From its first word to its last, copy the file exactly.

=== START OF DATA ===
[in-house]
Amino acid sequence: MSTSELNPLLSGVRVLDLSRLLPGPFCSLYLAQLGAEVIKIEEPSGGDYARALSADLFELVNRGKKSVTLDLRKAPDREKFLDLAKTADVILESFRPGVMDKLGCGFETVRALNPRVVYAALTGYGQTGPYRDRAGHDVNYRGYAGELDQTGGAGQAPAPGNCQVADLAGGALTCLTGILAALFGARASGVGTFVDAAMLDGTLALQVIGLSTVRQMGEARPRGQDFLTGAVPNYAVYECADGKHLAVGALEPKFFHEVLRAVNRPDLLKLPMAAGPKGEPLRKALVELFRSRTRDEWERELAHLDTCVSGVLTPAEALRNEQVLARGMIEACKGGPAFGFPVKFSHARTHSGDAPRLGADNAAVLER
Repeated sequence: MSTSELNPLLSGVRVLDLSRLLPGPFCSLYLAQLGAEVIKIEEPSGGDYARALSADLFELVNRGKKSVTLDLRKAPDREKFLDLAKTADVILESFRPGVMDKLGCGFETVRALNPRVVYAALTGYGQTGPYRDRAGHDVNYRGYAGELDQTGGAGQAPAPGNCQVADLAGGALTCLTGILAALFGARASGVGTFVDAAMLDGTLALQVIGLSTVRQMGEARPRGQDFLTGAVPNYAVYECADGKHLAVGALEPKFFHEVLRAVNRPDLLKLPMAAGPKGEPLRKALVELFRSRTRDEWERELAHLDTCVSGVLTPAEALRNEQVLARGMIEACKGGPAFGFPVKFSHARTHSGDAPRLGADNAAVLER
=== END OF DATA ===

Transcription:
[in-house]
Amino acid sequence: MSTSELNPLLSGVRVLDLSRLLPGPFCSLYLAQLGAEVIKIEEPSGGDYARALSADLFELVNRGKKSVTLDLRKAPDREKFLDLAKTADVILESFRPGVMDKLGCGFETVRALNPRVVYAALTGYGQTGPYRDRAGHDVNYRGYAGELDQTGGAGQAPAPGNCQVADLAGGALTCLTGILAALFGARASGVGTFVDAAMLDGTLALQVIGLSTVRQMGEARPRGQDFLTGAVPNYAVYECADGKHLAVGALEPKFFHEVLRAVNRPDLLKLPMAAGPKGEPLRKALVELFRSRTRDEWERELAHLDTCVSGVLTPAEALRNEQVLARGMIEACKGGPAFGFPVKFSHARTHSGDAPRLGADNAAVLER
Repeated sequence: MSTSELNPLLSGVRVLDLSRLLPGPFCSLYLAQLGAEVIKIEEPSGGDYARALSADLFELVNRGKKSVTLDLRKAPDREKFLDLAKTADVILESFRPGVMDKLGCGFETVRALNPRVVYAALTGYGQTGPYRDRAGHDVNYRGYAGELDQTGGAGQAPAPGNCQVADLAGGALTCLTGILAALFGARASGVGTFVDAAMLDGTLALQVIGLSTVRQMGEARPRGQDFLTGAVPNYAVYECADGKHLAVGALEPKFFHEVLRAVNRPDLLKLPMAAGPKGEPLRKALVELFRSRTRDEWERELAHLDTCVSGVLTPAEALRNEQVLARGMIEACKGGPAFGFPVKFSHARTHSGDAPRLGADNAAVLER